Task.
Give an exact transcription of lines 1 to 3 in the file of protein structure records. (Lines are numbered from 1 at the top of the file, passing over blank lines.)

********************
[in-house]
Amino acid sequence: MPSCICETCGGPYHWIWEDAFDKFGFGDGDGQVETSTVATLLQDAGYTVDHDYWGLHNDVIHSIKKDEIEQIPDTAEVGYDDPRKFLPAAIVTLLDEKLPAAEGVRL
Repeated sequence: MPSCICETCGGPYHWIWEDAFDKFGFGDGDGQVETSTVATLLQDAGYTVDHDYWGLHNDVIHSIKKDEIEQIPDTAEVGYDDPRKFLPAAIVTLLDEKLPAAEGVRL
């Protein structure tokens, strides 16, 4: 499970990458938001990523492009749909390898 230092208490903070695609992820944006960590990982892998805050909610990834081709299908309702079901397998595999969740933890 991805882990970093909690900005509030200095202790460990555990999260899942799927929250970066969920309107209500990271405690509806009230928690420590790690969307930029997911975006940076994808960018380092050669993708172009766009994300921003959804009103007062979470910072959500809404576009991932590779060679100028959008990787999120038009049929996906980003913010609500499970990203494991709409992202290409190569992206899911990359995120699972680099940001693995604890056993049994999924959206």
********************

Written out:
[in-house]
Amino acid sequence: MPSCICETCGGPYHWIWEDAFDKFGFGDGDGQVETSTVATLLQDAGYTVDHDYWGLHNDVIHSIKKDEIEQIPDTAEVGYDDPRKFLPAAIVTLLDEKLPAAEGVRL
Repeated sequence: MPSCICETCGGPYHWIWEDAFDKFGFGDGDGQVETSTVATLLQDAGYTVDHDYWGLHNDVIHSIKKDEIEQIPDTAEVGYDDPRKFLPAAIVTLLDEKLPAAEGVRL